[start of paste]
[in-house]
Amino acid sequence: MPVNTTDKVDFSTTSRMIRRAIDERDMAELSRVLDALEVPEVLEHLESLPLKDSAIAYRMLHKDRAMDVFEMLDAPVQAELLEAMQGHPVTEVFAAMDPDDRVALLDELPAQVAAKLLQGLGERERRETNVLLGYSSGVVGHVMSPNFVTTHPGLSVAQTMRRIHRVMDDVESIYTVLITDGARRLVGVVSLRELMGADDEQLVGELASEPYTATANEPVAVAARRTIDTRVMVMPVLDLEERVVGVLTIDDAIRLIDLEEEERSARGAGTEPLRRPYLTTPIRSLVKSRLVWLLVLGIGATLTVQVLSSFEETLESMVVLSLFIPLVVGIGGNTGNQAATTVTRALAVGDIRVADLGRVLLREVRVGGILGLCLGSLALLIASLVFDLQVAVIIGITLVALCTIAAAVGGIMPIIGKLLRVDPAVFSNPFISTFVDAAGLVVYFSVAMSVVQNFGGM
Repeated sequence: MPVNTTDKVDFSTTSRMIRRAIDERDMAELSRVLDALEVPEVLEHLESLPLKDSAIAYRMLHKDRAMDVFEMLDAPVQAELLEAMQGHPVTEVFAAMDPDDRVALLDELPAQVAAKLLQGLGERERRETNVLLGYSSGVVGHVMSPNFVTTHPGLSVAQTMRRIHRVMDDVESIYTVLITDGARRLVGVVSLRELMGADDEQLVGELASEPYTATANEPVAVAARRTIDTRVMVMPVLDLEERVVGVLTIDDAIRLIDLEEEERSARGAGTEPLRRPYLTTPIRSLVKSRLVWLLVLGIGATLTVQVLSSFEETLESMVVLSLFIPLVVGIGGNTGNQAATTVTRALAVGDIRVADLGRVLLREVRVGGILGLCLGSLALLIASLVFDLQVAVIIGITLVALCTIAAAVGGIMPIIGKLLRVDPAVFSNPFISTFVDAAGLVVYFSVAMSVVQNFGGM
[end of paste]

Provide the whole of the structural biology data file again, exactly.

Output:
[in-house]
Amino acid sequence: MPVNTTDKVDFSTTSRMIRRAIDERDMAELSRVLDALEVPEVLEHLESLPLKDSAIAYRMLHKDRAMDVFEMLDAPVQAELLEAMQGHPVTEVFAAMDPDDRVALLDELPAQVAAKLLQGLGERERRETNVLLGYSSGVVGHVMSPNFVTTHPGLSVAQTMRRIHRVMDDVESIYTVLITDGARRLVGVVSLRELMGADDEQLVGELASEPYTATANEPVAVAARRTIDTRVMVMPVLDLEERVVGVLTIDDAIRLIDLEEEERSARGAGTEPLRRPYLTTPIRSLVKSRLVWLLVLGIGATLTVQVLSSFEETLESMVVLSLFIPLVVGIGGNTGNQAATTVTRALAVGDIRVADLGRVLLREVRVGGILGLCLGSLALLIASLVFDLQVAVIIGITLVALCTIAAAVGGIMPIIGKLLRVDPAVFSNPFISTFVDAAGLVVYFSVAMSVVQNFGGM
Repeated sequence: MPVNTTDKVDFSTTSRMIRRAIDERDMAELSRVLDALEVPEVLEHLESLPLKDSAIAYRMLHKDRAMDVFEMLDAPVQAELLEAMQGHPVTEVFAAMDPDDRVALLDELPAQVAAKLLQGLGERERRETNVLLGYSSGVVGHVMSPNFVTTHPGLSVAQTMRRIHRVMDDVESIYTVLITDGARRLVGVVSLRELMGADDEQLVGELASEPYTATANEPVAVAARRTIDTRVMVMPVLDLEERVVGVLTIDDAIRLIDLEEEERSARGAGTEPLRRPYLTTPIRSLVKSRLVWLLVLGIGATLTVQVLSSFEETLESMVVLSLFIPLVVGIGGNTGNQAATTVTRALAVGDIRVADLGRVLLREVRVGGILGLCLGSLALLIASLVFDLQVAVIIGITLVALCTIAAAVGGIMPIIGKLLRVDPAVFSNPFISTFVDAAGLVVYFSVAMSVVQNFGGM